Cycling More Safely With Traffic

cycle safe

As we know many of our students and friends make cycling their number 1 mode of transport, please stay safe!

By Alastair Humphreys

There has been a terrible recent spate of cyclists being killed by vehicles in London. Finding ways for small, flimsy, slow bicycles to live harmoniously alongside large, heavy, busy vehicles is difficult but important.

Naturally I am a fan of campaigns for better cycle paths, driver education and so on.

However, my blog is not one that would carry much weight in those campaigns, so today I am going to focus on another aspect of the issue. I am not denying that some drivers dislike cyclists, that some road junctions are dangerous and so on.

But today I am going to write about what steps cyclists can take themselves to make their journeys on the roads safer. Imagine it is an article about cycling through a safari park: that would focus on what steps the cyclist could take to avoid the lions. It wouldn’t berate the lions for being dangerous, for there’s not much you can do about that on your next ride. So this is a piece about how to cycle more safely through the dangerous jungle of Britain’s roads, not a piece about changing infrastructure or laws or anything to do with the vehicles or drivers.

I apologise for the long preamble, but I’ve seen so much vitriol about this issue on Facebook and Twitter where I asked for opinions about what can be done to make cycling in traffic safer.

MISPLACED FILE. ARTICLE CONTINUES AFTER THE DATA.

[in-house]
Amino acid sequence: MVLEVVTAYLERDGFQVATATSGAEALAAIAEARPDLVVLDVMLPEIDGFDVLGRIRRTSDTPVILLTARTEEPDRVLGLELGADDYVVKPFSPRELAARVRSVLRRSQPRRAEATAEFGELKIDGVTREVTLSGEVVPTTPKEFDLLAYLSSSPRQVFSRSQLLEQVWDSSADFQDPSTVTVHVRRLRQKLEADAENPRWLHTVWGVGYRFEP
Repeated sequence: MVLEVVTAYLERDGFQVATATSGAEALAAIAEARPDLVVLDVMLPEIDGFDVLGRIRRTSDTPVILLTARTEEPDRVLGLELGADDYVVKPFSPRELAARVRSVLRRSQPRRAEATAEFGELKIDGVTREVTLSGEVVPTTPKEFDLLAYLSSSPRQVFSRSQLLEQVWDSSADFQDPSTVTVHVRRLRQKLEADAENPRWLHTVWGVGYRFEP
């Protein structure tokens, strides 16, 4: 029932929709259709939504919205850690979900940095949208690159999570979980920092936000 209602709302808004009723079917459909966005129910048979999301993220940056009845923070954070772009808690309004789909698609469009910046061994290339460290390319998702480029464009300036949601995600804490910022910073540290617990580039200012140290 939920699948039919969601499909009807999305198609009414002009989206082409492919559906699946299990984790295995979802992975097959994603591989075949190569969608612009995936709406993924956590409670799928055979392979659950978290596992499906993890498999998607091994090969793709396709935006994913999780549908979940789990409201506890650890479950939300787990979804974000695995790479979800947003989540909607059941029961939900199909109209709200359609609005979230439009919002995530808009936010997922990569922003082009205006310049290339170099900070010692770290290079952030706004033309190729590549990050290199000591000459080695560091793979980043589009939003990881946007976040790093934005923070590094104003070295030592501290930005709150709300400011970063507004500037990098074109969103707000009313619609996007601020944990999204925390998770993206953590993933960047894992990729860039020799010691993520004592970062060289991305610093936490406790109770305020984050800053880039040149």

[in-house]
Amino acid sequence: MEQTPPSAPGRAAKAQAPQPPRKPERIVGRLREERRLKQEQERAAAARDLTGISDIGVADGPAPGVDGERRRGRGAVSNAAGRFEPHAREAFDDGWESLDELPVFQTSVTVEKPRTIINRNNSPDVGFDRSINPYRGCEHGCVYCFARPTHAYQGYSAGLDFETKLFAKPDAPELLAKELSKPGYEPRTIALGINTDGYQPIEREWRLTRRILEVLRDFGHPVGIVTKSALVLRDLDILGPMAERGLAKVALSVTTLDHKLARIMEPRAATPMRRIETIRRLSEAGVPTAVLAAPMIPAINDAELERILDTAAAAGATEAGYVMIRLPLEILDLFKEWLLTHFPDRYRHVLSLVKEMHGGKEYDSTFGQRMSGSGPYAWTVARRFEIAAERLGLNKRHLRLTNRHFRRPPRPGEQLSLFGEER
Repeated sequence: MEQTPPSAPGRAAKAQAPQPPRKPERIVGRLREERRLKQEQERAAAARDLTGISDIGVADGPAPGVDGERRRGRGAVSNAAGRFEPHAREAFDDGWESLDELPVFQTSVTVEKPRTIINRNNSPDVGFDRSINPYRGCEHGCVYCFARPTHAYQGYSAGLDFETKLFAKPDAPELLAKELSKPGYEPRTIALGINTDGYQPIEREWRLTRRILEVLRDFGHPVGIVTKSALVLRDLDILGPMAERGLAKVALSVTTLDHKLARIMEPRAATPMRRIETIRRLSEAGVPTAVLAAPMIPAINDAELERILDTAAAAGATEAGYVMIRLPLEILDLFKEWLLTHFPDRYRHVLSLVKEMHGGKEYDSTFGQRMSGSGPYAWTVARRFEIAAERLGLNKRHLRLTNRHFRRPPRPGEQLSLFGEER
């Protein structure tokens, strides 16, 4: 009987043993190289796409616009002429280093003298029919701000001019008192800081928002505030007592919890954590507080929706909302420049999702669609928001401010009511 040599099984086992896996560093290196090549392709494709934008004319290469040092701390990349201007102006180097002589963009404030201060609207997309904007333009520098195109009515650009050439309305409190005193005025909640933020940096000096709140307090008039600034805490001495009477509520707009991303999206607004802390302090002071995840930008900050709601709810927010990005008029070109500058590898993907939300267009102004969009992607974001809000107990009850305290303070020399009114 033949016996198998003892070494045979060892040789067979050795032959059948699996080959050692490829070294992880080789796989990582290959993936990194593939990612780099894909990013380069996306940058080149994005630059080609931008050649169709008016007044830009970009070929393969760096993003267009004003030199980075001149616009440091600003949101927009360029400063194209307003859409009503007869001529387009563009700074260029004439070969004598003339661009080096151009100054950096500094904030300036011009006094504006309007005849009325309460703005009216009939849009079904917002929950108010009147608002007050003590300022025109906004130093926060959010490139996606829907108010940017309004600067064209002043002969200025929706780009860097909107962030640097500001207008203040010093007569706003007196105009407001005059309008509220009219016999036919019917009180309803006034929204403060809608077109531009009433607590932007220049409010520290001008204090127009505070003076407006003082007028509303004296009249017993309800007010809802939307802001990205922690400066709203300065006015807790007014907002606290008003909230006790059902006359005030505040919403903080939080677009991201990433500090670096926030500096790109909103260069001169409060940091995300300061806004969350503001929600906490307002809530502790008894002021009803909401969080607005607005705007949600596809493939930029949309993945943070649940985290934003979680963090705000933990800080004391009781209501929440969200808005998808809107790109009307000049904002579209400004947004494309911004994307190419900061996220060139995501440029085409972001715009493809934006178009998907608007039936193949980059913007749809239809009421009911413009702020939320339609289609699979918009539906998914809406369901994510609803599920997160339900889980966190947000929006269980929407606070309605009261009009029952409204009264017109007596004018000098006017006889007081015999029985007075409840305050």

I have spent over 5 years of my life on cycling journeys round the world. I have ridden in cities far more chaotic and dangerous than London. I have ridden thousands of miles on roads with badly-maintained vehicles and poor or non-existent driving standards. I have also lived and cycled in cities in Britain for many years. So here are my tips on cycling more safely in traffic:


  • Wear a helmet (I know you don’t have to, but it seems a damn good idea to me).
  • Bright front light. Really bright.
  • Bright back light. Really bright. Better still: use two or three.
  • Front and back light also fixed permanently to your helmet with cable ties.
  • Being lit from the side is a good idea too – either with something like these Revolights or the simpler option of reflective tyres.
  • Reflective kit is fabulous: on your rucksack, your ankles and your body (either a bright yellow jacket or a reflective vest). And this stuff is both reflective and cool.
  • mirror (unless you are good at looking over your shoulder every 5 seconds without wobbling).
  • Don’t listen to music whilst cycling.


  • Don’t cycle up the inside of vehicles, especially big ones.
  • Assume that every vehicle is about to suddenly turn left without indicating or looking in their mirrors.
  • Obey the law like vehicles do. Drivers shouldn’t have to deal with people swerving around, nipping onto pavements and jumping red lights.
  • Glance over your shoulder every few seconds.
  • Assume that the doors of parked cars are going to be flung open at any moment. What will happen if you swerve to avoid it?